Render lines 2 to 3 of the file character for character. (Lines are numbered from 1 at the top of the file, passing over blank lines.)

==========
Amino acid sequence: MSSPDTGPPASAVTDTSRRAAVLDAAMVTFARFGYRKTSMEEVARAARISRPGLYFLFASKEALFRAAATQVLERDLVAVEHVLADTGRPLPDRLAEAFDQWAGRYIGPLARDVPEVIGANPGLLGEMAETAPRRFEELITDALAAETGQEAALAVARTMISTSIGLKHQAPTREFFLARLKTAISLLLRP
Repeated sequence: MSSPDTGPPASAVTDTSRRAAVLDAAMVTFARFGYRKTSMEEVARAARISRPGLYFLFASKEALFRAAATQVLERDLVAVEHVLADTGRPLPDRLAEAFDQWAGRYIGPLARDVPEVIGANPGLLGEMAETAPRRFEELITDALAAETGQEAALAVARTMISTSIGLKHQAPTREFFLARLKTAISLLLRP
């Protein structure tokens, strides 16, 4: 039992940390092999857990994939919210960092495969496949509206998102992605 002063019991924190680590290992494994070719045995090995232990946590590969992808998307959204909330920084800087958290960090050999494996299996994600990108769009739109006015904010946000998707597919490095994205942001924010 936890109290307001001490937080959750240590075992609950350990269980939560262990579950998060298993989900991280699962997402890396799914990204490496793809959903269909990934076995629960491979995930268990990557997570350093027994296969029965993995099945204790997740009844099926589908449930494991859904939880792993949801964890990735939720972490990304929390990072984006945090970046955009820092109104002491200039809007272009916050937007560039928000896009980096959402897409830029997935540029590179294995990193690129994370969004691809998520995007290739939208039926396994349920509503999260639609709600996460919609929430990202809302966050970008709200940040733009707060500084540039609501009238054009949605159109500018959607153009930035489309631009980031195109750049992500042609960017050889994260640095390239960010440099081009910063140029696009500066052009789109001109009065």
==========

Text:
Repeated sequence: MSSPDTGPPASAVTDTSRRAAVLDAAMVTFARFGYRKTSMEEVARAARISRPGLYFLFASKEALFRAAATQVLERDLVAVEHVLADTGRPLPDRLAEAFDQWAGRYIGPLARDVPEVIGANPGLLGEMAETAPRRFEELITDALAAETGQEAALAVARTMISTSIGLKHQAPTREFFLARLKTAISLLLRP
């Protein structure tokens, strides 16, 4: 039992940390092999857990994939919210960092495969496949509206998102992605 002063019991924190680590290992494994070719045995090995232990946590590969992808998307959204909330920084800087958290960090050999494996299996994600990108769009739109006015904010946000998707597919490095994205942001924010 936890109290307001001490937080959750240590075992609950350990269980939560262990579950998060298993989900991280699962997402890396799914990204490496793809959903269909990934076995629960491979995930268990990557997570350093027994296969029965993995099945204790997740009844099926589908449930494991859904939880792993949801964890990735939720972490990304929390990072984006945090970046955009820092109104002491200039809007272009916050937007560039928000896009980096959402897409830029997935540029590179294995990193690129994370969004691809998520995007290739939208039926396994349920509503999260639609709600996460919609929430990202809302966050970008709200940040733009707060500084540039609501009238054009949605159109500018959607153009930035489309631009980031195109750049992500042609960017050889994260640095390239960010440099081009910063140029696009500066052009789109001109009065």